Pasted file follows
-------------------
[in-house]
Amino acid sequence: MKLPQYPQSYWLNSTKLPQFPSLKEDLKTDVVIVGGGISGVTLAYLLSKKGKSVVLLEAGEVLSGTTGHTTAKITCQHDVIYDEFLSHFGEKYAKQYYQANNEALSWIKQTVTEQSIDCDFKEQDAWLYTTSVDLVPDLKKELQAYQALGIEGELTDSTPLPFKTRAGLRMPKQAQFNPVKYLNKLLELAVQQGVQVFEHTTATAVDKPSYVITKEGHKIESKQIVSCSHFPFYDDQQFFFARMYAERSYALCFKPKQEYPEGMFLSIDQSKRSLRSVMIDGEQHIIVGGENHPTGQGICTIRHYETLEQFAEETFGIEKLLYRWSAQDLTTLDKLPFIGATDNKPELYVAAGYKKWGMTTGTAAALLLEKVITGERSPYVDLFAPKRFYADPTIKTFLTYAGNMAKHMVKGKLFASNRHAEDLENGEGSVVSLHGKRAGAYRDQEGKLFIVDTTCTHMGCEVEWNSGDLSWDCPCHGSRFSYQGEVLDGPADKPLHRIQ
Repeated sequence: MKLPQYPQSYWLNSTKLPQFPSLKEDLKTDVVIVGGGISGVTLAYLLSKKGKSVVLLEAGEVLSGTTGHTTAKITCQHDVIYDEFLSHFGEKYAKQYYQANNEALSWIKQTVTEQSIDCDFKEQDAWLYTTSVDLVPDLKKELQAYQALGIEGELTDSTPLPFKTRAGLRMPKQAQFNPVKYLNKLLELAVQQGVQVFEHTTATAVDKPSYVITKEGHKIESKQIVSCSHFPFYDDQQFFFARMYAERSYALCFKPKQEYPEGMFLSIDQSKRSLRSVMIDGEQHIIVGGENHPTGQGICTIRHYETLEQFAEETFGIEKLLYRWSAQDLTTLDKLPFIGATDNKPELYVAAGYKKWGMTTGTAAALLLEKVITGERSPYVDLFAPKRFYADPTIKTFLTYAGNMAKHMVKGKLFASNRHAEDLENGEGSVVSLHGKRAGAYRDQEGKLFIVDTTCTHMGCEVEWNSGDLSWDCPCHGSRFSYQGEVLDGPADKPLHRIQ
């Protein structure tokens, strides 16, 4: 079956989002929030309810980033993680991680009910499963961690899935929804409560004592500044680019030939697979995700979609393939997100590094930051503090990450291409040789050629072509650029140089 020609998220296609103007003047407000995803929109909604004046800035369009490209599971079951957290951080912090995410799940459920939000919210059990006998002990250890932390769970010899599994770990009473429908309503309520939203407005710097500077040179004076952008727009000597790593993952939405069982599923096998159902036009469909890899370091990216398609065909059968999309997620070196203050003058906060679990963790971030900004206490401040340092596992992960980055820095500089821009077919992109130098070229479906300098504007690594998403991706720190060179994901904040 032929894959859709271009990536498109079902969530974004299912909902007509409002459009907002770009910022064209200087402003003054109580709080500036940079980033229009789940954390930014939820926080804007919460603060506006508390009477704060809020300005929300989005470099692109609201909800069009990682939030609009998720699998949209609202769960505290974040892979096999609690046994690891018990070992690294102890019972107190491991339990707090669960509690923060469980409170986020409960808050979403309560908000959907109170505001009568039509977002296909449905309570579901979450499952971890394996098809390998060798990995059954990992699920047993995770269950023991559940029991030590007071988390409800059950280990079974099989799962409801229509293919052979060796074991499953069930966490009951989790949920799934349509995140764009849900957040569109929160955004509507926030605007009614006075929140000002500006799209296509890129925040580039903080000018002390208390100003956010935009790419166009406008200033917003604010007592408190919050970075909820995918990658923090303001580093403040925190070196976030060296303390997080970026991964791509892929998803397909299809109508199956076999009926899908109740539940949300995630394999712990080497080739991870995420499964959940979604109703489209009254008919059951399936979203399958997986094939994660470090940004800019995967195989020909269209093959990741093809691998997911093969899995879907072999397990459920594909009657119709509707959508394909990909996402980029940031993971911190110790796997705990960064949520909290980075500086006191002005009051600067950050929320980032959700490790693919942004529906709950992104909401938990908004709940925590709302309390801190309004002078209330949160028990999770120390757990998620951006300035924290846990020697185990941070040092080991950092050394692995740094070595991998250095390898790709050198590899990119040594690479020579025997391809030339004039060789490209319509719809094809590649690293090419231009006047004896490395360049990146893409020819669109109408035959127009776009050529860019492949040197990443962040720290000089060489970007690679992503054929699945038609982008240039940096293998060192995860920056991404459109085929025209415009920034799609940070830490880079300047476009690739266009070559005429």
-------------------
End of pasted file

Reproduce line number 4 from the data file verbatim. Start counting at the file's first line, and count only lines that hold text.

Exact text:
């Protein structure tokens, strides 16, 4: 079956989002929030309810980033993680991680009910499963961690899935929804409560004592500044680019030939697979995700979609393939997100590094930051503090990450291409040789050629072509650029140089 020609998220296609103007003047407000995803929109909604004046800035369009490209599971079951957290951080912090995410799940459920939000919210059990006998002990250890932390769970010899599994770990009473429908309503309520939203407005710097500077040179004076952008727009000597790593993952939405069982599923096998159902036009469909890899370091990216398609065909059968999309997620070196203050003058906060679990963790971030900004206490401040340092596992992960980055820095500089821009077919992109130098070229479906300098504007690594998403991706720190060179994901904040 032929894959859709271009990536498109079902969530974004299912909902007509409002459009907002770009910022064209200087402003003054109580709080500036940079980033229009789940954390930014939820926080804007919460603060506006508390009477704060809020300005929300989005470099692109609201909800069009990682939030609009998720699998949209609202769960505290974040892979096999609690046994690891018990070992690294102890019972107190491991339990707090669960509690923060469980409170986020409960808050979403309560908000959907109170505001009568039509977002296909449905309570579901979450499952971890394996098809390998060798990995059954990992699920047993995770269950023991559940029991030590007071988390409800059950280990079974099989799962409801229509293919052979060796074991499953069930966490009951989790949920799934349509995140764009849900957040569109929160955004509507926030605007009614006075929140000002500006799209296509890129925040580039903080000018002390208390100003956010935009790419166009406008200033917003604010007592408190919050970075909820995918990658923090303001580093403040925190070196976030060296303390997080970026991964791509892929998803397909299809109508199956076999009926899908109740539940949300995630394999712990080497080739991870995420499964959940979604109703489209009254008919059951399936979203399958997986094939994660470090940004800019995967195989020909269209093959990741093809691998997911093969899995879907072999397990459920594909009657119709509707959508394909990909996402980029940031993971911190110790796997705990960064949520909290980075500086006191002005009051600067950050929320980032959700490790693919942004529906709950992104909401938990908004709940925590709302309390801190309004002078209330949160028990999770120390757990998620951006300035924290846990020697185990941070040092080991950092050394692995740094070595991998250095390898790709050198590899990119040594690479020579025997391809030339004039060789490209319509719809094809590649690293090419231009006047004896490395360049990146893409020819669109109408035959127009776009050529860019492949040197990443962040720290000089060489970007690679992503054929699945038609982008240039940096293998060192995860920056991404459109085929025209415009920034799609940070830490880079300047476009690739266009070559005429």